Luckily, I found my book, right next to my Tom Peters collection. It's about 15 yrs old. Don't know about availability. It may be a catchy title, but there's substance there as well. The rest of the title is "Your Success is the Best Revenge." A quick review, from the Contents:

Chap 1 - They Do It on Purpose
Why bosses act like jerks and how they get away with it.

Chap 2 - The Cast of Characters
Identifying the type of boss you have and determining how to deal with him:
Manager / Lone Wolf / Firefighter / Powerphiiliac / Con Artist / Bureaucrat / Wimp / Real Jerk

Chap 3 - Dillettantes, Fops, Experts. . .
Assorted losers do reach the top. How to get the upper hand.

Chap 4 - Corporate Dinosaurs
Entrepreneurs as they evolve from fearless to fearful

Chap 5 - Inhuman Resourcefullness
How jerks get hired. Schemes bosses use to avoid rewarding us.

Chap 6 - Politics
An assortment of unprincipled principles for dealing with uncooperative bosses, colleagues and subordinates.

Chap 7 - If You're Also a Boss
Motivate people to work for you, not against you. Mutual indispensability. Compatability. How to hire good people.

Chap 8 - It's Only a Job
Putting your job in perspective as a means to an end. Controlling your ego. Dealing with egocentric bosses. Creative selfishness. When/how to be assertive. Setting goals.

Back cover:
". . . bosses who act like jerks succeed because of their apparent stupidity, not in spite of it. This book showw how the big guys get ahead of the pack and stay there, warns of the ploys used to avoid rewarding us, . . and gives us foolproof ways to convince bosses that treating us well is to their advantage."

Print the post Back To Top
No. of Recommendations: 8
<<Now for my commentary about men and women that's probably sure to cause all kinds of negative responses: One thing to keep in mind about men is that they're kind of like dogs (I'm not trying to be negative here) in that they're pack animals. They run in a pack and, although they have skirmishes, they still give off signals that they're still a member of the team. >>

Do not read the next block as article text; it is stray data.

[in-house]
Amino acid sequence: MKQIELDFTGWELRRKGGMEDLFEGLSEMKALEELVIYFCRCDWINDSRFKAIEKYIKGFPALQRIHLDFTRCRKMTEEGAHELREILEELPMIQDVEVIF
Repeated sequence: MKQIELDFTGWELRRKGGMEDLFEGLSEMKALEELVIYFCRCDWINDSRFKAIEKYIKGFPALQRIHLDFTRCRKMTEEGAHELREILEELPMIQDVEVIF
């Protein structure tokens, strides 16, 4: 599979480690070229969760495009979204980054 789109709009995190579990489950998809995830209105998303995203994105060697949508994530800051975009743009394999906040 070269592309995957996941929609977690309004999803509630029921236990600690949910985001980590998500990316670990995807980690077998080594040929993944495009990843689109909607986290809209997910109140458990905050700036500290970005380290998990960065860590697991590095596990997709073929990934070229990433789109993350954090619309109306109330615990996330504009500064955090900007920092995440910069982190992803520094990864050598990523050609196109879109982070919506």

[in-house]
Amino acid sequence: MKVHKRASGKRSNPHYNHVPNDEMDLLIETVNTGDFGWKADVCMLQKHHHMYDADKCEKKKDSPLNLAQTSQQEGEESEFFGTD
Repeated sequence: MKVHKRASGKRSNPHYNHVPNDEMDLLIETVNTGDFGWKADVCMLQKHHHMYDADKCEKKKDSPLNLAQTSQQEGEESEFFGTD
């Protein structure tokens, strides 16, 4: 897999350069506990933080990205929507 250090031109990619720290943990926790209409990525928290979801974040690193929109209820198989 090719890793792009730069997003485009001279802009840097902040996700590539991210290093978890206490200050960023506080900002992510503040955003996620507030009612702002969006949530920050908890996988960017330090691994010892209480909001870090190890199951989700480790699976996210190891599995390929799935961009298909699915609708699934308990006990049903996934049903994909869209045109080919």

Perhaps there are some good reasons for this.


My brother is CEO of a health care organization with 350 employees. He's quite a democratic guy, delegating a lot of responsibility and does not do a lot of whip cracking.

The result was, he had a lower level manager who just about hijacked the organization and the fallout from this attack was that she was bought off to go elsewhere but that others continue to tie the organization in knots.

If he had been a tougher boss, he would have dealt with this problem before it could become a major issue.

So perhaps one reason for maintaining control is that democratic processes can lead to the dissolution and destruction of an organization.



Seattle Pioneer
Print the post Back To Top
No. of Recommendations: 15
I learned most of this too late for me (naively, I thought doing excellent work and a lot of it, was the ticket) but here goes...
****************************************************
keep your mouth shut.

suck up.

work smart, not hard. the only thing that really matters is what management PERCEIVES you are doing, not what you are really doing.

be your own best PR person. you're creating an image, your job at work is to sell yourself, not to actually do the work.

I used to think what my peers thought of me was very important....it is for social purposes, but doesn't do a darn thing to get you promoted. the only thing that matters is what management thinks of you and that is largely in your hands (see suck up, above.)

know that management talks among themselves about their staff, they pigeonhole you early on.... basically moving up in a company is a popularity contest with management. you need someone high up to go to bat for you.

being right doesn't matter. Being right will come back to bite you.
instead, use tact and diplomacy.

don't piss off your boss.

also know that sometimes there is no pleasing management.. you just don't fit their right "profile" (wrong age, gender, race, look, wardrobe, whatever)
***************

I would also recommend the book "Power" authors Greene and Elffers

Now, go forth and prosper :)
Print the post Back To Top
No. of Recommendations: 0
How to Work for a Jerk is by Robert M Hochheiser

FYI, half.com currently has 45 of these in stock at prices as low as 75¢ (plus shipping of $2.30 for media mail or $4.55 for priority mail).

http://www.half.com/cat/buy/prod.cgi?cpid=225407&domain_id=1856&meta_id=1

phantomdiver
Print the post Back To Top
No. of Recommendations: 1
work smart, not hard. the only thing that really matters is what management PERCEIVES you are doing, not what you are really doing.


Best advice ever!

Fishin - Playin' the corporate game like a champ.

Print the post Back To Top
No. of Recommendations: 4
Save 50% of your after tax income and plan to retire early as soon as possible.

-------------------------

Easier said than done!